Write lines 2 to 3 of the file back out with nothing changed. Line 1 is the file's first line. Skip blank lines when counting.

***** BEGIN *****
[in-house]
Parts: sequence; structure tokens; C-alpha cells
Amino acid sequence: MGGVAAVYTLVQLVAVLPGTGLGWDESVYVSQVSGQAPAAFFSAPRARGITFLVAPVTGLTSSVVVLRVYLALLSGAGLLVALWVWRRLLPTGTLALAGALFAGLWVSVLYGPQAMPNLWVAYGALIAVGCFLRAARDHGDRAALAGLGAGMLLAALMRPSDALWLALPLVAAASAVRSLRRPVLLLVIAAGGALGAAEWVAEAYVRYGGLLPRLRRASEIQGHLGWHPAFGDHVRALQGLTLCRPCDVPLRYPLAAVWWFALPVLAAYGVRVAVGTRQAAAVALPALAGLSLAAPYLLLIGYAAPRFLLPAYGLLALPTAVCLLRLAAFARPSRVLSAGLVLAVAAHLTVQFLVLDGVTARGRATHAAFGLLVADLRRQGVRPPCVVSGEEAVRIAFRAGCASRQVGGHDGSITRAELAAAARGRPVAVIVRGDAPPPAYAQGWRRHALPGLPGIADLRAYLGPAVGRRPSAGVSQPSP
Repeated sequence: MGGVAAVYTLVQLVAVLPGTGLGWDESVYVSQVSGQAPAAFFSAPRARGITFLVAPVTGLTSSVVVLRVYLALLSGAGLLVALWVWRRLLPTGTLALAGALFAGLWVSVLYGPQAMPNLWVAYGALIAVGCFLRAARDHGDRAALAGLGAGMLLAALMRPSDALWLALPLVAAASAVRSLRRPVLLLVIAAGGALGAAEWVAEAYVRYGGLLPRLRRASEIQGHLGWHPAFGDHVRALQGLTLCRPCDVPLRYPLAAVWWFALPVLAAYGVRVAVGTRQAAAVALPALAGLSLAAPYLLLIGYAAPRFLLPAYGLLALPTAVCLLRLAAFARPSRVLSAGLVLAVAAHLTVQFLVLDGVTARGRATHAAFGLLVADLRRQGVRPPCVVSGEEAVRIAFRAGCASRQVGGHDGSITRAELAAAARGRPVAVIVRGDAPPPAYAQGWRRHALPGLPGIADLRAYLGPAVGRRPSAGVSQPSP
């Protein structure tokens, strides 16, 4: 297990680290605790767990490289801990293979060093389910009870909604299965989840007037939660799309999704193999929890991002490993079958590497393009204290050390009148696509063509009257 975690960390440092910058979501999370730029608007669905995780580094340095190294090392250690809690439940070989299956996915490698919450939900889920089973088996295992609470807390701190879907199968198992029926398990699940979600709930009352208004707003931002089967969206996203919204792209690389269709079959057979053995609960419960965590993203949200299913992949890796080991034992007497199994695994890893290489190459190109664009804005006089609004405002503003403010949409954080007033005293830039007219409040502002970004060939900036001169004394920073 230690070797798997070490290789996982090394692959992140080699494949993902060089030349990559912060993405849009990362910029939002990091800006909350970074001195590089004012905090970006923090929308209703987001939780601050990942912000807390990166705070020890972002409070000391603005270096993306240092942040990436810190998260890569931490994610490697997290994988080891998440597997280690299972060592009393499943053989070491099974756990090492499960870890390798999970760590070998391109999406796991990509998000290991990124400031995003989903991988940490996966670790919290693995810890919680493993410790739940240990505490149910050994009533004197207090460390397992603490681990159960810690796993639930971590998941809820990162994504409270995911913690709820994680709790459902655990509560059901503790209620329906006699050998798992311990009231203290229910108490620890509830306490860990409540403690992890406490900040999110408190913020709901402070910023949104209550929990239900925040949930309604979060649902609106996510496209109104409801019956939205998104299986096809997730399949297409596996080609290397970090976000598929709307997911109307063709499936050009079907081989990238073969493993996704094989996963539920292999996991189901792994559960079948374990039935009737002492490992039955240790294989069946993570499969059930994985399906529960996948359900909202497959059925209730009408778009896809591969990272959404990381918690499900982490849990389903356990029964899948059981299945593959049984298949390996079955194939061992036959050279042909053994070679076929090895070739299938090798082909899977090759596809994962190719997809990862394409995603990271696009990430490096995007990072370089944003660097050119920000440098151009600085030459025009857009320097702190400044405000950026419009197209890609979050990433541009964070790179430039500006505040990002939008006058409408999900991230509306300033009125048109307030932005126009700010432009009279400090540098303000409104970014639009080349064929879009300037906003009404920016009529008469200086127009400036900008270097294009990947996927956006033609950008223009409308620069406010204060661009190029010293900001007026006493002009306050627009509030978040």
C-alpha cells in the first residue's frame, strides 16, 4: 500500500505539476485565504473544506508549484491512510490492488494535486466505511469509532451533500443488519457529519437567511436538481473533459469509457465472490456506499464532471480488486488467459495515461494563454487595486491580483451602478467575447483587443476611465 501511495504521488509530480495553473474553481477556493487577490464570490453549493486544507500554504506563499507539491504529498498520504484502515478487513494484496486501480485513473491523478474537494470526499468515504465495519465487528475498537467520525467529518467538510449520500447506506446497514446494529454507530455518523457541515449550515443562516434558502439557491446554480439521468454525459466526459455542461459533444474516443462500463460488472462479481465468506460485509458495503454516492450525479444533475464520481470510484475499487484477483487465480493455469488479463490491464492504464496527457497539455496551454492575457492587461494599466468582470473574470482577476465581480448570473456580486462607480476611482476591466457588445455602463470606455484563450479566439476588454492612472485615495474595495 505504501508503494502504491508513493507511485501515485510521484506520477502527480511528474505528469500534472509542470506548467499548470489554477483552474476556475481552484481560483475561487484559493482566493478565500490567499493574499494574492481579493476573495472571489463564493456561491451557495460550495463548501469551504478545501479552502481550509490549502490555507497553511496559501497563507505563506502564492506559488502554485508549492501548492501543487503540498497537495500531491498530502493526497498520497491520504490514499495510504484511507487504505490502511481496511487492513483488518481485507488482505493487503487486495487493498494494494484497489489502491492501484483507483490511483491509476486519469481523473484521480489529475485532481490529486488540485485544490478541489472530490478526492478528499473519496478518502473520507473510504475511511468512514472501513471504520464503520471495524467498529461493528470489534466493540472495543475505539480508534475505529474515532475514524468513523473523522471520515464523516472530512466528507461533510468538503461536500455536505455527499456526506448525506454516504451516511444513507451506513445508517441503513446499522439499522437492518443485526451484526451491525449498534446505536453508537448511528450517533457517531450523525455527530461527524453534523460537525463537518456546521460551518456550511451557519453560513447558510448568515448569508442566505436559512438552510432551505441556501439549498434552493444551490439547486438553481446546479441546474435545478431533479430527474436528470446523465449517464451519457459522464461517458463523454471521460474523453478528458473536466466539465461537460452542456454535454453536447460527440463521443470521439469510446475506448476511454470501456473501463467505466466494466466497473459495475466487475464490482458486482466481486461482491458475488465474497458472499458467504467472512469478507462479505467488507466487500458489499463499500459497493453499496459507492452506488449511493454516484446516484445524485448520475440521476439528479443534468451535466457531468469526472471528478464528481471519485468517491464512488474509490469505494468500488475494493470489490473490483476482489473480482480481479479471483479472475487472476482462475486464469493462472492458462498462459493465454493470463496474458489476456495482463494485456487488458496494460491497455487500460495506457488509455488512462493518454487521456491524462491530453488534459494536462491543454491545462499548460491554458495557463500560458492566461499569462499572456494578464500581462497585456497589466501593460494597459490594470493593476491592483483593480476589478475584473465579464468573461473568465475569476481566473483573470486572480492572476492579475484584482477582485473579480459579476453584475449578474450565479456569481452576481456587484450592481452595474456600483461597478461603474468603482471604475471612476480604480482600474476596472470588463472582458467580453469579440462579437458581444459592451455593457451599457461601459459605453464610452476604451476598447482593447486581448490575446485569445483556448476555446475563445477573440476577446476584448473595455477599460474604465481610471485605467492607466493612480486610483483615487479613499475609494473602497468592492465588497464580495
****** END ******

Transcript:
Parts: sequence; structure tokens; C-alpha cells
Amino acid sequence: MGGVAAVYTLVQLVAVLPGTGLGWDESVYVSQVSGQAPAAFFSAPRARGITFLVAPVTGLTSSVVVLRVYLALLSGAGLLVALWVWRRLLPTGTLALAGALFAGLWVSVLYGPQAMPNLWVAYGALIAVGCFLRAARDHGDRAALAGLGAGMLLAALMRPSDALWLALPLVAAASAVRSLRRPVLLLVIAAGGALGAAEWVAEAYVRYGGLLPRLRRASEIQGHLGWHPAFGDHVRALQGLTLCRPCDVPLRYPLAAVWWFALPVLAAYGVRVAVGTRQAAAVALPALAGLSLAAPYLLLIGYAAPRFLLPAYGLLALPTAVCLLRLAAFARPSRVLSAGLVLAVAAHLTVQFLVLDGVTARGRATHAAFGLLVADLRRQGVRPPCVVSGEEAVRIAFRAGCASRQVGGHDGSITRAELAAAARGRPVAVIVRGDAPPPAYAQGWRRHALPGLPGIADLRAYLGPAVGRRPSAGVSQPSP